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Five things we learned vs. 49ers

SANTA CLARA, Calif. -- Here are five things we learned in the Chicago Bears' 28-20 victory against the San Francisco 49ers:

1. NFL is a wild league: Never envisioned the Bears defeating the 49ers in brand new Levi’s Stadium. Especially not after the Bears lost at home in Week 1 to the Buffalo Bills, while San Francisco went on the road and dismantled Dallas. But the NFL is fluid. Calling it a week-to-week league isn’t simply a cliché. It’s the truth. You just never really know what is going to happen on any given Sunday. That is what makes it fun. Would I pick the 49ers again if the two teams re-match in the playoffs? Absolutely. In a heartbeat. But even though I still firmly believe San Francisco is the more talented team, the Bears won on Sunday night. The NFL is unpredictable. Embrace it. I mean, the Bills are 2-0. What is this football world coming to?

2. Proud effort on defense: It took the offense until the end of the first half to have a pulse, but the defense came to play from the opening whistle. The 49ers seemed poised to blow the game wide open, but the defense held San Francisco to only 17 first-half points. That is a major accomplishment when you consider the offense and special teams put the defense in bad spots with penalties and poor play. Mel Tucker’s defense produced four turnovers, limited the 49ers to 129 yards rushing, and sacked Colin Kaepernick four times. Not even key injuries to Charles Tillman (triceps), Chris Conte (shoulder) and Jeremiah Ratliff (concussion) slowed the group down.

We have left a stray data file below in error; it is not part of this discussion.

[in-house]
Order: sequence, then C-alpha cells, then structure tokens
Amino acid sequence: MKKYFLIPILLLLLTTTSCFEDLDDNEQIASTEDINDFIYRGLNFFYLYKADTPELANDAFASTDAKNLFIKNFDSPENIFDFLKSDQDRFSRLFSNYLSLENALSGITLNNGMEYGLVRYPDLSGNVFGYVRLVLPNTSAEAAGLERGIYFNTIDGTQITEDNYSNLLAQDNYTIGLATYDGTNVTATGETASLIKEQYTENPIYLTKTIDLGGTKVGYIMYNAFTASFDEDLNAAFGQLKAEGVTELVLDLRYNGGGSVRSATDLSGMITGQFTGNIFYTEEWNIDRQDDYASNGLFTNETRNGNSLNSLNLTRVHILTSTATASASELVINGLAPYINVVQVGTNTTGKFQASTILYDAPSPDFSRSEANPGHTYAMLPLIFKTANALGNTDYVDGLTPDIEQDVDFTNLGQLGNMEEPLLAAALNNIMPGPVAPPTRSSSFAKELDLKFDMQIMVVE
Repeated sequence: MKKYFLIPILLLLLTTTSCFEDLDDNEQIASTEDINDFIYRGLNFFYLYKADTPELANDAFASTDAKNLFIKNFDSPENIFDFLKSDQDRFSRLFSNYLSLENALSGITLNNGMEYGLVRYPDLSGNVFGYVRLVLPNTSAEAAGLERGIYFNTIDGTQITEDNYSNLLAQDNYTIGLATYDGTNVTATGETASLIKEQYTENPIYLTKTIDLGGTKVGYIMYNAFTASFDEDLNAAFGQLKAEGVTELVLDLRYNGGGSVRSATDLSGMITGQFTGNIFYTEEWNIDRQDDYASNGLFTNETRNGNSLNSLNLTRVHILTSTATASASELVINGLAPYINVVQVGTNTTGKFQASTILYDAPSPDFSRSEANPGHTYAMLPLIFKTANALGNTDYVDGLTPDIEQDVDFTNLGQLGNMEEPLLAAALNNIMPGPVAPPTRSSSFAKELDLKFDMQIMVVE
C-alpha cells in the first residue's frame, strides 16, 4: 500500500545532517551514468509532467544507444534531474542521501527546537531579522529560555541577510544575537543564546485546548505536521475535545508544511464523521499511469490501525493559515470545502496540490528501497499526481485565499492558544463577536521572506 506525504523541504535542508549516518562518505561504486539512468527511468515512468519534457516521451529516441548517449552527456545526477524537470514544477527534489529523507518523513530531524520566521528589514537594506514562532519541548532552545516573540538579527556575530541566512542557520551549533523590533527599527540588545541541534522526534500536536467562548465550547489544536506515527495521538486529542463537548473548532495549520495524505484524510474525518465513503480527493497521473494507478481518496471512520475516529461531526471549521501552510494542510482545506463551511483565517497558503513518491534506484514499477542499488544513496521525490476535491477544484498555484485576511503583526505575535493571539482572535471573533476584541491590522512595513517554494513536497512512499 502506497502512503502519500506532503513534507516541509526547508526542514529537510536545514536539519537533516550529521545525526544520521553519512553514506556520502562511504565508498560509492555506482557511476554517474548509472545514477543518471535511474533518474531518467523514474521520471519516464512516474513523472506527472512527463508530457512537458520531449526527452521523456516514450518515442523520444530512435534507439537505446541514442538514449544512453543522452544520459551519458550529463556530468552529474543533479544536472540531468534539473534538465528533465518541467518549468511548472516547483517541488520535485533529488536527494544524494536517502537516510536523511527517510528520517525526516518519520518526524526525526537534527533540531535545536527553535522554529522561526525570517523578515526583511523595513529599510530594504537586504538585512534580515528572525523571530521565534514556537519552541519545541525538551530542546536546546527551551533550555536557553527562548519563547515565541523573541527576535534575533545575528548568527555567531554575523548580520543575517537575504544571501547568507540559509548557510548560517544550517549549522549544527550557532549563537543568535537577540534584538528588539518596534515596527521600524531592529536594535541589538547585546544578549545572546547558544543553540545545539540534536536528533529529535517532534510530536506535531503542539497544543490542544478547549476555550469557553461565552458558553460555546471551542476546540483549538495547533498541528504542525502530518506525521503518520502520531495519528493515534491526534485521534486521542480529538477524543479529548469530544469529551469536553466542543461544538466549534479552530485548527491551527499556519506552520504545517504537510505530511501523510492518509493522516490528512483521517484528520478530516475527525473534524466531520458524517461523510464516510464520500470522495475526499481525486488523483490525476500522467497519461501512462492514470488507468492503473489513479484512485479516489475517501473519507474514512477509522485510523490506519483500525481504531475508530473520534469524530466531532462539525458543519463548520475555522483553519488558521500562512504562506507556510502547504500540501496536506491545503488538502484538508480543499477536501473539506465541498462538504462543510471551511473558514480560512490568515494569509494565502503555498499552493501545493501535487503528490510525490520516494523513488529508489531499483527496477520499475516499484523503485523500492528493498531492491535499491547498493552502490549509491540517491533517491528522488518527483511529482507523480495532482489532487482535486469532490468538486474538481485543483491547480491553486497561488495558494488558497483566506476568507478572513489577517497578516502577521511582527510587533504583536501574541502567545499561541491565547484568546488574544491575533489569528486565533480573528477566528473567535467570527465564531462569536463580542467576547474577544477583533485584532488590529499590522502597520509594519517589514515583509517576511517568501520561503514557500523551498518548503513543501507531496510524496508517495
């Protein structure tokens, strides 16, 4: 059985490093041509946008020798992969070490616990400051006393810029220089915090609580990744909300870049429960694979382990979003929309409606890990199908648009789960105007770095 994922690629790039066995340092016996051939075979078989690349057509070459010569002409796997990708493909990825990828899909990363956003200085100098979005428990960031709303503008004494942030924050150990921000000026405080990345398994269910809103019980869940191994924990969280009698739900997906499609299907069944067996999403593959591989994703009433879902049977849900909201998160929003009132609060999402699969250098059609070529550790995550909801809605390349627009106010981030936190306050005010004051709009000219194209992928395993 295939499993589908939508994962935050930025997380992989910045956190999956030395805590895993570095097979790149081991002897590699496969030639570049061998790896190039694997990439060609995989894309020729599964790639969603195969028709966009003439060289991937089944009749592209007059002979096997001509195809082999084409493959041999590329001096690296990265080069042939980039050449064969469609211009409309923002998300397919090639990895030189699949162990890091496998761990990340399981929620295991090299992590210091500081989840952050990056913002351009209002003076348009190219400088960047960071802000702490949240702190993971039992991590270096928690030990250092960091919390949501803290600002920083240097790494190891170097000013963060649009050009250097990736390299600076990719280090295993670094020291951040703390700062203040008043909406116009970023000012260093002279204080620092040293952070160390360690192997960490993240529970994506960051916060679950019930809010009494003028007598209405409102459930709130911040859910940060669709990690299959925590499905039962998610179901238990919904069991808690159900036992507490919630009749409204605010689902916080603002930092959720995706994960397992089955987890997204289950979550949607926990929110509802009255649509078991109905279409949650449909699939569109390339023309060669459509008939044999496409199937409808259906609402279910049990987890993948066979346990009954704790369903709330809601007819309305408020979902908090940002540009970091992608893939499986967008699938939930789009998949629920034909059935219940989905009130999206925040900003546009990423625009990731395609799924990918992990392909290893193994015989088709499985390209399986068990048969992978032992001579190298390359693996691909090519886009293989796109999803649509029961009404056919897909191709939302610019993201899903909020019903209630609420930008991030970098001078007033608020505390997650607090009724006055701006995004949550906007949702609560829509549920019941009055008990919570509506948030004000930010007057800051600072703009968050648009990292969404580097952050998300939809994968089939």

3. Kyle Fuller belongs: Fuller is fast approaching Kyle Long status: a first-round draft choice talented and smart enough to make an immediate impact. Fuller looks to be a keeper. His two fourth-quarter interceptions were critical plays. If Fuller fails to get a turnover on either occasion, who knows if the outcome of the game would have changed. It is entirely possible the Bears lose without Fuller’s heroics. The plan always called for Fuller to contribute as a rookie. But Tillman’s injury opens the door for Fuller to get a jump on permanently lining up at cornerback in the base defense, not just in the nickel sub-package. Fuller seems to have adapted to life in the NFL. Not every game will be great. A cornerback will have his share of bad moments versus the plethora of great receivers in the league. But Fuller appears to be confident and mature enough to handle it.

4. Credit to Brandon Marshall and Alshon Jeffery: The Pro Bowl wide receiver tandem played at less than full-strength in Week 2. But Marshall (ankle) and Jeffery (hamstring) pushed past their respective injuries. Marshall, in particular, had a memorable performance with three touchdown catches, including a spectacular one-handed grab on a 17 yard score in the closing seconds of the first half. Jeffery managed to haul in just three passes for 47 yards, but his mere on-field presence aided the Bears’ offense. The extra day before the Week 3 Monday night game against the New York Jets should help the wideouts further heal.

5. What’s worse, special teams or officiating? Pat O'Donnell's 47.6 yard per punt average (32.3 net) saved the Bears from complete embarrassment on special teams. But that phase of the team needs to get its act together. Penalties, blocked punts, lackluster returns ... we’ve seen it all in 2014. Another team that has been suspect is the officiating. The game took forever on Sunday, partly because the officials tossed 26 flags that were accepted. Many more were declined or waived off. Too many. The flow of the game is being stunted by all the yellow flags. I’ve also noticed it is taking certain crews much longer to come to a consensus on calls or explain why a decision is made. Come on everybody, the preseason is over. Act like it.